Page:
You will need:
1 bunch of kale (preferably curly leaf)
1 T. sesame tahini
1 T. fresh lemon juice
1 T. tamari
1 T. water
2 T. nutritional yeast
1 clove garlic minced
1 pinch of cayenne 

Wash and dry kale. Remove leaves from stems. Tear kale into bite-sized pieces. Blend all of the other ingredients in a bowl using a fork or whisk until it forms a thick dressing. Pour over kale and massage the dressing into the kale until all pieces are well coated. Refrigerate for at least 30 minutes before serving. This salad will not get soggy or wilt. Keep covered in the refrigerator and enjoy over the course of a few days. It just gets better. Raw kale is so good for you! This dressing makes it pleasurable to eat.

Enjoy and in health.

Thursday, May 10, 2012

Libations in the Sunshine

Last May it was very snowy and rainy. In fact, last year there was no spring to speak of. Winter dropped us precipitously into summer in the second week of June. Since it has been two years since last spring I am especially appreciating it now. Walking about town is like walking through one big garden. The streets are lined with lilacs and their accompanying heady fragrance fills the air. Our own yard is heavy on the spring-flower side of things so right now is about about as good as it gets flower-wise.

Promise of apples to come
It was a perfect time to invite the neighbors over to try the Stephan Way Chardonnay. We gathered in the back yard and toasted the ultimate local wine experience; and here in mountains no less. The wine was a hit. We are all hoping for another bumper crop so I can give it another go with a few hard lessons under my belt.

Our talented neighbor, Scott, made the apropos wine barrel tables. He can transform wine barrels into all kinds of amazing things. He arrived at our wine tasting party bearing the gravity-defying gift below. 

In addition to actually sitting down and enjoying the proverbial fruits of previous wine-making labors, we've opened a couple bottles of last year's mead recently to enjoy in the spring sunshine. The cherry mead made with cherries from another neighbors magical tree is a lovely thing to behold; bright and clear and cherry red. The taste of mead varies wildly from one batch to the next depending on the ingredients and proportions used. This one is on the dry side; an acquired taste and one that I have. I am thankful that both wine and mead are free from gluten and a decadence I can still partake in.

I've recently started two new batches of mead; a vanilla cardamon, and a cranberry ginger. Last year's cranberry mead was my favorite of 2011's five batches. I won't share how to make it here unless I receive a special request. But just know that it is not too difficult. If you want to make your own honey wine, you can do so without too much fuss.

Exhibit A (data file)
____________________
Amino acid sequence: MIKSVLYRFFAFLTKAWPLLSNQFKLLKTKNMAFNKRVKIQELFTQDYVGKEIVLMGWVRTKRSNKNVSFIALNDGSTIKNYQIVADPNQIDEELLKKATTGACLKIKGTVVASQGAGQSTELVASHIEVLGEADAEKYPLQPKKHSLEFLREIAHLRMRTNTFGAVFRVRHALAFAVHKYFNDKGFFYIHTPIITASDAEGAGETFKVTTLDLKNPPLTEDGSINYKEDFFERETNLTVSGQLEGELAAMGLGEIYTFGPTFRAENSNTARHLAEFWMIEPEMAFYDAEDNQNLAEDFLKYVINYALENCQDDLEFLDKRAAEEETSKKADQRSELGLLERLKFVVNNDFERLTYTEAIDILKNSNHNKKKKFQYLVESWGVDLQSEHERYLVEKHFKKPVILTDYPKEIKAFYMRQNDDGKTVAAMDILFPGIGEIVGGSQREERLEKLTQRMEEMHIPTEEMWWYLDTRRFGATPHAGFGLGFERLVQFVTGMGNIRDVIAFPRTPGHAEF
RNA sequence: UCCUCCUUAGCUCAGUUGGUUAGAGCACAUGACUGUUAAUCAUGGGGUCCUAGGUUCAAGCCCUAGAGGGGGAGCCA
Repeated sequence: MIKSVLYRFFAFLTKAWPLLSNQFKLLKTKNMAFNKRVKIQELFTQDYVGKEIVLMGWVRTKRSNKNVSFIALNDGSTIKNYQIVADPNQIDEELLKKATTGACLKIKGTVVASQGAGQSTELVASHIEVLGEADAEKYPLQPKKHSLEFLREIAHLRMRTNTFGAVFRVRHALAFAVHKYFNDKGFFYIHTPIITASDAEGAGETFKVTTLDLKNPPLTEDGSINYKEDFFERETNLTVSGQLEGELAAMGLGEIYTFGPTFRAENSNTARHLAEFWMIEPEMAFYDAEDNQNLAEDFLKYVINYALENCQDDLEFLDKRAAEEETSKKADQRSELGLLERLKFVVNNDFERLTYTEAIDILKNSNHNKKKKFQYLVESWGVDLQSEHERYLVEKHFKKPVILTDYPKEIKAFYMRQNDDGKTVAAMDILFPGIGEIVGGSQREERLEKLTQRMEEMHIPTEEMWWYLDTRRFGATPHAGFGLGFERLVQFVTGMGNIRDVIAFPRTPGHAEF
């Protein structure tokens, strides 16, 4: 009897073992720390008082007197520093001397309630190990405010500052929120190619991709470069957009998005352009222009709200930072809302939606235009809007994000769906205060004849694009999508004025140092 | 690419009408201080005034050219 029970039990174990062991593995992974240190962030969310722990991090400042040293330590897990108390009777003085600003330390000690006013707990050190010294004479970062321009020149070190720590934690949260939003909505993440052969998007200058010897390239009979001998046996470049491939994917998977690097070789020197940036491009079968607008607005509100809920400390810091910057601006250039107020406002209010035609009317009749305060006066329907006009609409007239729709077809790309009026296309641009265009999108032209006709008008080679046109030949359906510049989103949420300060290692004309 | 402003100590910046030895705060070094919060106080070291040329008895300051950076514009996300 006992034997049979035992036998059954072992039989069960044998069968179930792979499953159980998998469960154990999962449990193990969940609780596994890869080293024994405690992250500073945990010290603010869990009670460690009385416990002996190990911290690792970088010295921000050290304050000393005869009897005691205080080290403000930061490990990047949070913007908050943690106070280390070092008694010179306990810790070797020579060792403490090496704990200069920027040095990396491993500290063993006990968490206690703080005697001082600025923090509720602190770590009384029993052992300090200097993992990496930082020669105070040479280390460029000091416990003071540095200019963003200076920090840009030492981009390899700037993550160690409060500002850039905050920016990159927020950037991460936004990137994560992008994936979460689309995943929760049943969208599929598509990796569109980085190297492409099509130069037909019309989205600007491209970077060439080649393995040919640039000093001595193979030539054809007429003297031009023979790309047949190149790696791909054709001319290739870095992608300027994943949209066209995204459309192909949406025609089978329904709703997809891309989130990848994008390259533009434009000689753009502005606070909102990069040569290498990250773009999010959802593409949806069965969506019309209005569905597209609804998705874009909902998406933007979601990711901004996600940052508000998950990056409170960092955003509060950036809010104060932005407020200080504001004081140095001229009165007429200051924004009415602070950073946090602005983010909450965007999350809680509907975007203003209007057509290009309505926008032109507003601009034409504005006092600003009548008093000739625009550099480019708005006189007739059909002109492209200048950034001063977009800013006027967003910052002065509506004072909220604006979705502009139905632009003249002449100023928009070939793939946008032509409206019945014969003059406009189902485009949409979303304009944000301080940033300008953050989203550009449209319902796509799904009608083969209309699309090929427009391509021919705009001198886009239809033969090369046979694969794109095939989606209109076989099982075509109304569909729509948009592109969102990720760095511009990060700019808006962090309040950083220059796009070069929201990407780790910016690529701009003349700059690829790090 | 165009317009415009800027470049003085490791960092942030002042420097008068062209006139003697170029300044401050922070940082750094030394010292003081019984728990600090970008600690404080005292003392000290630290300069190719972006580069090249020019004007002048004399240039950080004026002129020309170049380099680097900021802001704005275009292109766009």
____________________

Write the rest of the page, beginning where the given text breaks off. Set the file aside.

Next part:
Cheers and enjoy!

Friday, May 4, 2012

Curried Quinoa Salad

I absolutely LOVE quinoa. Not only is it chewy and delicious and satisfying, it is a nutritional powerhouse. Besides being a complete protein, quinoa is also high in fiber and packed with iron, zinc, magnesium, phosphorus, folate, lysine, and other essential amino acids. Oh, and it is gluten-free. Bonus!

Several people who recently tried my curried quinoa salad requested the recipe so I will share it here. I make it a little differently every time so I will share a couple options and you can feel free to experiment. The curried quinoa with golden raisins is the base. The dressing stays more or less the same. It is the other additions that vary depending on what I have on hand. 

For the quinoa: Put 3/4 cups of uncooked quinoa into a saucepan. I double this to 1.5 cups for company and then double everything else as well. Cover with cold water and swish with hands. Gently pour off most of the water and cover again with fresh water. Let sit for a few minutes and up to 15. Gently pour off most of the water again and add 1.5 cups of fresh water. Place on a burner over medium heat. When it comes to a simmer turn the heat down to low and add 3 tablespoons of golden raisins, 1 teaspoon of curry powder, and a pinch of salt. Stir and cover. Cook until water is absorbed. Approximately 15-20 minutes. Transfer to a bowl, fluff with a fork, gently stir in additions and dressing.
For the simple dressing: Whisk together 1/4 cup vegetable or chicken broth, 1 T. olive oil, 2 t. freshly squeezed lemon juice, 1/4 t. kosher salt, a few grinds of black pepper.

The additions: If tomatoes are in season, they are awesome chopped up in this salad along with a coarsely chopped hard-boiled egg and some thinly sliced scallions.

If there are no tomatoes you can try chopped crisp apple, a small handful of fruit-juice-sweetened dried cranberries and keep the hard-boiled egg and scallions.

This dish tastes delicious still slightly warm and is maybe even better cold the next day.

Serves 4 (or 8 if doubled)

Try this and enjoy!